Although the cannabidiol (CBD) industry is experiencing phenomenal growth, the lack of federal guidance for ingestible products remains an obstacle. However, the Food and Drug Administration (FDA) released draft guidelines that are a precursor to future regulations that will hopefully provide the industry some direction to create safe and reliable cannabis products for consumers.
We spoke with Derek Thomas, vice president of business development over at Veritas Farms, a Colorado-based fully-vertically-integrated full-spectrum hemp oil producer, for some input on this FDA guidance.
CBD H&W: Why are FDA guidelines necessary for an already up-and-running cannabis industry?
DT: Due to the lack of federal regulations, [the industry] is very fragmented. Different states have different regulatory stipulations and procedures and quality control procedures, and, in some cases, different labeling standards.
For a fledgling industry, it’s very onerous; it’s very challenging.[Also], the bigger picture here is for the consumer. Consumers deserve to know what’s in their products. They deserve to know that there is a national framework for what quality is and what an acceptable level of safety is.
The lack of FDA regulation creates a lot of uncertainty for chain retailers as well. Retailers just do not feel comfortable carrying ingestible products yet. And who can blame them? The last thing they want is unwanted FDA attention for selling ingestible CBD.
CBD H&W: Do you feel the cannabis industry should have a high level of participation in the formation of these guidelines?
DT: FDA is aggregating opinions, and they’re doing what they can, but they’re not out in the field everyday growing crops and manufacturing in extraction facilities, and they’re not out selling it. So it’s absolutely critical for the industry to ensure they are communicating what is best for the industry.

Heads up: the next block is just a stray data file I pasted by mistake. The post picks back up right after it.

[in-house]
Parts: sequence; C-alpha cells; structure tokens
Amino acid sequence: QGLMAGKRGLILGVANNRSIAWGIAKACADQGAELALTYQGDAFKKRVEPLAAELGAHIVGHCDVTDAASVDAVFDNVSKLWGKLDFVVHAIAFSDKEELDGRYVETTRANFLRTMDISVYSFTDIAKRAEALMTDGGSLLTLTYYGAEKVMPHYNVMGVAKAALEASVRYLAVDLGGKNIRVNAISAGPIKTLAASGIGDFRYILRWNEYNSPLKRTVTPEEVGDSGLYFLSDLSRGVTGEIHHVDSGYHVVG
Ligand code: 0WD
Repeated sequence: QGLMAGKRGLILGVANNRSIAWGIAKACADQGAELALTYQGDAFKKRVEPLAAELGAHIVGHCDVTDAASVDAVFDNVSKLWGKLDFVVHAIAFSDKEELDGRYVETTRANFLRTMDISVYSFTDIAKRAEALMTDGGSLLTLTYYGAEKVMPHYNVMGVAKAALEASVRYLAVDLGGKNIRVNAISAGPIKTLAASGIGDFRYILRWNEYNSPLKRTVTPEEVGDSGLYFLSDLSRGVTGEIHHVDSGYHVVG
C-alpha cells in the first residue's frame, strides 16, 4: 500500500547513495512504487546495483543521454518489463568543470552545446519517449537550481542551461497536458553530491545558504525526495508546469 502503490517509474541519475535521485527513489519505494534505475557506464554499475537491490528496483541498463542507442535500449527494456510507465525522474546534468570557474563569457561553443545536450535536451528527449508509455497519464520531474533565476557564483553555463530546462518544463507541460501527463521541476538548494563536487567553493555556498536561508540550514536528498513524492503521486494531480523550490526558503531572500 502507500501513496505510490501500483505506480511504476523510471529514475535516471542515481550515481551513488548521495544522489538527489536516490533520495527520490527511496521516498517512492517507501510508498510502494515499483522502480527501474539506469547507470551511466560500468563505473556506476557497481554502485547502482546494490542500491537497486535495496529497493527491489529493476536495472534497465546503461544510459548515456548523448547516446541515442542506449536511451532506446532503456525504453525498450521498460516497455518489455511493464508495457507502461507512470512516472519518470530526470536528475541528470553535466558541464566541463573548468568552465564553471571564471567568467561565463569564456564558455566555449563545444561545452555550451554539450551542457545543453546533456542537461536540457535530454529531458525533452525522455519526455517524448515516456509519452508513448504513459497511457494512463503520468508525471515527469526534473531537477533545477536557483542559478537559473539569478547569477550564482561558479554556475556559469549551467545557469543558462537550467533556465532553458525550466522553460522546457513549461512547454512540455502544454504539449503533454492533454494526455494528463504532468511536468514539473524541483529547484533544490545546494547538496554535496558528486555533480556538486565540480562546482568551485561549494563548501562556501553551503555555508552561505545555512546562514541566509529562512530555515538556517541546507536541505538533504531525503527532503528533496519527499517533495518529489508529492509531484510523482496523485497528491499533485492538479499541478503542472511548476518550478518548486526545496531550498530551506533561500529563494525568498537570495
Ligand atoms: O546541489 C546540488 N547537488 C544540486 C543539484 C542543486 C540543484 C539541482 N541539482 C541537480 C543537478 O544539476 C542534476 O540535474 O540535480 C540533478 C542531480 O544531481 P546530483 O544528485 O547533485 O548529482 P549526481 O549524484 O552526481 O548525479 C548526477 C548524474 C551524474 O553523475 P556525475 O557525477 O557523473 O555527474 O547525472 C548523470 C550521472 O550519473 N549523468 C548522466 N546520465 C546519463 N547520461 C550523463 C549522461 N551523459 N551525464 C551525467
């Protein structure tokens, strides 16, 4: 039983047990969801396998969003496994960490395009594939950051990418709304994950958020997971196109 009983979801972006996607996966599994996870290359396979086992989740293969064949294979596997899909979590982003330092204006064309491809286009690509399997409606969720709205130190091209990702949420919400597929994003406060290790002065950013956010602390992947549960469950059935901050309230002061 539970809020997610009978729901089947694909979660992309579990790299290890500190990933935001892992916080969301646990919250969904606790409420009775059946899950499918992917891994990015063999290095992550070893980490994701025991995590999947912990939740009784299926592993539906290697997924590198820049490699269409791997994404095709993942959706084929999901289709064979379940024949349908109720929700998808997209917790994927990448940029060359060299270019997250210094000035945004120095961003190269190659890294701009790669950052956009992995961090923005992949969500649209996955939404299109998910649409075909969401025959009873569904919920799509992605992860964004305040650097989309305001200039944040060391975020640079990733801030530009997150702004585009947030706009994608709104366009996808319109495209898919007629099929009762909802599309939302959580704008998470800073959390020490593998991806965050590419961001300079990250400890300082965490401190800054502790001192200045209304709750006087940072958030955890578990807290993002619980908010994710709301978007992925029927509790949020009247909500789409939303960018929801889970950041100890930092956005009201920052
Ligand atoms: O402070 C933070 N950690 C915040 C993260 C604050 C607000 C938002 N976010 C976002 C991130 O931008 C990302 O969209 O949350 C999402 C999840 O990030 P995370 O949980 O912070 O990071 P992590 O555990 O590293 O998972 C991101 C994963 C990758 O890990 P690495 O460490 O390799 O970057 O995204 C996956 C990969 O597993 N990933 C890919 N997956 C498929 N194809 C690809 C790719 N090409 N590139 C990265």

CBD H&W: Without federal guidance, what do players in the industry such as Veritas Farms and other businesses look to for guidance to achieve high standards?
DT: It really depends on where you want to zoom in. Take labeling for example. We look at what different states are requiring and then aggregate it into a best practices. We also look at…previous new health and wellness or supplements [and] what types of regulations and standards they were held to. In some ways, it’s black and white, and, in some ways, it’s a bit of a guessing game until you get further guidance.
What it really comes down to is, in every step of commercialization, you have to, again, consider all of your fifty markets across the country, and have to anticipate what a federal regulatory hurdle might look like.
We have a very good in-house legal team that we lean on constantly. We also have an out-of-house legal team.
CBD H&W: Is there anything you personally feel should be emphasized in the upcoming federal regulations?
DT: The biggest concern goes back to consumer transparency and safety. So, I think regulations that are going to elevate both of those are critical. So that’s things like a cohesive testing apparatus nationwide and some type of standard for the reporting of the tests.
We thank Derek for his insights and hope too for more clarity soon.
Image Credit: Mayasherizl